EPA Environmental News , October 9, 1996
BAYER CORPORATION TO PAY $500,000 PENALTY AND PERFORM TWO ENVIRONMENTAL PROJECTS TO SETTLE EPA TOXICS COMPLAINT
Philadelphia - On September 30, 1996, the U.S. Environmental Protection Agency (EPA), Region III filed a consent agreement and order settling a Toxic Substances Control Act (TSCA) case against Bayer Corporation (formerly Mobay Corporation). Under the terms of the settlement, Bayer has agreed to pay a $500,000 penalty, and perform two environmental projects that will cost an estimated four million dollars.
The filing ends five years of litigation that started with a July 1991 EPA complaint against Mobay Corporation, Bayer's former subsidiary.
EPA Regional Administrator W. Michael McCabe said that he was pleased with the consent agreement because it reduces the potential risk of toxic chemical exposure to the public and to the environment. "The settlement results in an appropriate penalty for past violations, a future benefit to the community, and reduces the possibility of future environmental violations by the company," said McCabe. "It is an outcome that upholds the law, and protects public health and the environment through the use of sound pollution prevention and environmental auditing techniques."
EPA's 1991 administrative complaint alleged that Mobay had violated TSCA's reporting requirements for the import and manufacture of toxic substances. The alleged violations -- which included false certification of compliance with TSCA's import rules, incomplete information on Premanufacturing Notification Forms, submission of false Notices of Commencement, and false TSCA Inventory reporting -- occurred in the 1980s.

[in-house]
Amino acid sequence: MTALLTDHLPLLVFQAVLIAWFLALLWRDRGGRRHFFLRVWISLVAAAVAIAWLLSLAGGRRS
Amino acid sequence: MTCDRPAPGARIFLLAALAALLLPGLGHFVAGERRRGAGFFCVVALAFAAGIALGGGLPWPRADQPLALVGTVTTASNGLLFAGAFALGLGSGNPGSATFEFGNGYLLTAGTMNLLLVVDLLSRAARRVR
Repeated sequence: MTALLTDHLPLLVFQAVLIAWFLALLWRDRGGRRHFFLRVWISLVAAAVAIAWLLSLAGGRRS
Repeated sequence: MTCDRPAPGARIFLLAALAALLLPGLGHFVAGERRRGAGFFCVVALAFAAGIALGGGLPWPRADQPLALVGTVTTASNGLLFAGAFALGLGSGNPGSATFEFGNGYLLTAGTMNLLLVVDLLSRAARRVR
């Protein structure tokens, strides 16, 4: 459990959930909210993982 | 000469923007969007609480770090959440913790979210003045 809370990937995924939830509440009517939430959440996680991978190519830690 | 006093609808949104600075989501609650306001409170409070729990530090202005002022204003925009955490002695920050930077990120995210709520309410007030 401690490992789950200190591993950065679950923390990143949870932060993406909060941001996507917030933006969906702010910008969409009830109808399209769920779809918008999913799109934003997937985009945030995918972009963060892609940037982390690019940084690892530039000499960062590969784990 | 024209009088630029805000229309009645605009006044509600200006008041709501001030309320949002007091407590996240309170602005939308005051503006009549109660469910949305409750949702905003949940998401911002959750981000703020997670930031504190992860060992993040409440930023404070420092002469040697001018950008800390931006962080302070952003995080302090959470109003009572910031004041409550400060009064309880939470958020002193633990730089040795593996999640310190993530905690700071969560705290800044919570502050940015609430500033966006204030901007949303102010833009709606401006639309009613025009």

In addition to the $500,000 penalty, Bayer has agreed to complete two "supplemental environmental projects" (SEP) that go beyond legal requirements. The first SEP, a pollution prevention project, involves modifications to a chemical manufacture system at Bayer's New Martinsville West Virginia facility. This project, which will cost an estimated 3.5 million dollars, should reduce the hazardous waste generated at the plant by approximately 2.4 million pounds annually.
The second project is an "environmental audit" of Bayer's compliance with TSCA requirements, which will cost an estimated $500,000 to perform. The audit will cover chemical substances (as defined by TSCA) that were imported or manufactured by Bayer Corporation in 1994 and 1995. Bayer must report and pay stipulated penalties for all violations uncovered by the audit, and promptly correct these violations.
Under EPA policy, the settlement of an environmental violation may take into account the defendant's expenditures for projects that protect public health and the environment, and exceed legal requirements. To preserve a deterrent effect, EPA requires that the company pay a penalty in excess of the amount it saved by delaying its compliance with the law. Bayer is also liable for additional payment of up to $3.5 million if it does not satisfactorily complete the promised projects.
Contact: Bonnie Lomax